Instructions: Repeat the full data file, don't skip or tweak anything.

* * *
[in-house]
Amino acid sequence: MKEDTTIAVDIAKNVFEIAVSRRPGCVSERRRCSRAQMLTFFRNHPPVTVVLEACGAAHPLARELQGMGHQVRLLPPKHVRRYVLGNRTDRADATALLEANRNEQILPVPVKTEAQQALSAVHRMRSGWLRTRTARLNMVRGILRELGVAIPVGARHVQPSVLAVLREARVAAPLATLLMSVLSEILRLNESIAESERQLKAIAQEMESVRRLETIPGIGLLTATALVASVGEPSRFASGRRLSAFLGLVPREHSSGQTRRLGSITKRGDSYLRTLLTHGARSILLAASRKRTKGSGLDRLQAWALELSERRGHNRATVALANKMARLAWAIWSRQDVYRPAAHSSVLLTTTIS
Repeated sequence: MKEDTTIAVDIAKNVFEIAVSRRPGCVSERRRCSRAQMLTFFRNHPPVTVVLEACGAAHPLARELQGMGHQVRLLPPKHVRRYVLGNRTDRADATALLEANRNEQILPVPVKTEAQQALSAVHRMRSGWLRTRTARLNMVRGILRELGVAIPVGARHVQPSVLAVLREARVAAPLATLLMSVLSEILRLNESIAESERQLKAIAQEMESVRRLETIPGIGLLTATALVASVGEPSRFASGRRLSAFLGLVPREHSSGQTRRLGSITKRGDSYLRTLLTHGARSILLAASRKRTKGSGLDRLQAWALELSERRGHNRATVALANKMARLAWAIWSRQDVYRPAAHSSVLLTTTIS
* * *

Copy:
[in-house]
Amino acid sequence: MKEDTTIAVDIAKNVFEIAVSRRPGCVSERRRCSRAQMLTFFRNHPPVTVVLEACGAAHPLARELQGMGHQVRLLPPKHVRRYVLGNRTDRADATALLEANRNEQILPVPVKTEAQQALSAVHRMRSGWLRTRTARLNMVRGILRELGVAIPVGARHVQPSVLAVLREARVAAPLATLLMSVLSEILRLNESIAESERQLKAIAQEMESVRRLETIPGIGLLTATALVASVGEPSRFASGRRLSAFLGLVPREHSSGQTRRLGSITKRGDSYLRTLLTHGARSILLAASRKRTKGSGLDRLQAWALELSERRGHNRATVALANKMARLAWAIWSRQDVYRPAAHSSVLLTTTIS
Repeated sequence: MKEDTTIAVDIAKNVFEIAVSRRPGCVSERRRCSRAQMLTFFRNHPPVTVVLEACGAAHPLARELQGMGHQVRLLPPKHVRRYVLGNRTDRADATALLEANRNEQILPVPVKTEAQQALSAVHRMRSGWLRTRTARLNMVRGILRELGVAIPVGARHVQPSVLAVLREARVAAPLATLLMSVLSEILRLNESIAESERQLKAIAQEMESVRRLETIPGIGLLTATALVASVGEPSRFASGRRLSAFLGLVPREHSSGQTRRLGSITKRGDSYLRTLLTHGARSILLAASRKRTKGSGLDRLQAWALELSERRGHNRATVALANKMARLAWAIWSRQDVYRPAAHSSVLLTTTIS